West Palm Beach using 'Baby Shark' song to drive homeless from park

West Palm Beach officials are playing

West Palm Beach officials are playing"Baby Shark to drive out the homeless. Pink Fong

The Palm Beach Post revealed other examples: "A biblical example: Joshua's Israelites trumpeted rams" horns to terrify the people of Jericho.

West Palm Beach doesn't want the homeless loitering or sleeping in its waterfront Lake Pavilion, so it's using an unusual tactic to keep that from happening: music.

The loop doesn't only play "Baby Shark, but "Raining Tacos", another popular kid's song, as well".

West Palm Beach's audio warfare strategy is part of an effort to protect the city's Lake Pavilion, an event space with several glass walls and a large patio.

And just in case those doo-doo-doo-doo-doo-doos are enough to lull someone to sleep, West Palm Beach is mixing in lyrics from Raining Tacos, another contagious tune with slightly more complicated lyrics.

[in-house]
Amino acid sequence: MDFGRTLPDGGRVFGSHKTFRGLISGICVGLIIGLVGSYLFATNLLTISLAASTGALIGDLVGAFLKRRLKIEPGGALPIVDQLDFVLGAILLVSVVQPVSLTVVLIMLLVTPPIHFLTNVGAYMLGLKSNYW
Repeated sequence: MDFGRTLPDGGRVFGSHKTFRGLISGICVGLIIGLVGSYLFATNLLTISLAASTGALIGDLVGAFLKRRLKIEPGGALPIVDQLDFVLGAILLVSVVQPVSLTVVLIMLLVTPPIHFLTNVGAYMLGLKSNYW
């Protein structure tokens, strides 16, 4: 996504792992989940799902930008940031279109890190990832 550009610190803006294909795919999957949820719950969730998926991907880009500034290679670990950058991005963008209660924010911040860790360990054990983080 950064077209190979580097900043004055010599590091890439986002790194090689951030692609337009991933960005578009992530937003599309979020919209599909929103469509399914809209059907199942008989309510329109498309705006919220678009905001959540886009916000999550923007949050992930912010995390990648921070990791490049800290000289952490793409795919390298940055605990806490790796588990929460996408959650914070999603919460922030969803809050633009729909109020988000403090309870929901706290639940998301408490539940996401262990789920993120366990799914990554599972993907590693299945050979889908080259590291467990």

The paper reports that "The city expects to rake in $240,000 from such events this fiscal year and wants customers to have a positive experience".

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The infamous "Baby Shark" song usually brings great joy, but it can also be used for evil. The songs are supposed to be a temporary fix while the city plans to formalize hours for the facility, which will help make trespassing laws enforceable. "They shouldn't have to trip over bodies when they or community events staffers come to set up at 5 a.m., or when caterers or a bride leave at midnight".

"People are paying a lot of money to use the facility", Rockwell said. "Thousands of dollars", Rockwell told The Palm Beach Post.

"Music is also played overnight on a loop by our pavilion to discourage congregating and, if appropriate, to encourage people to seek safer, more appropriate shelter through the many resources that are available", the statement read.

By choosing the songs "Baby Shark" and "Raining Tacos", it seems officials learned from the mistake of another municipality.

Illaya Champion, one homeless man, said that it's "wrong" to use music as a deterrent for the homeless - but insisted that the trick won't work on him.

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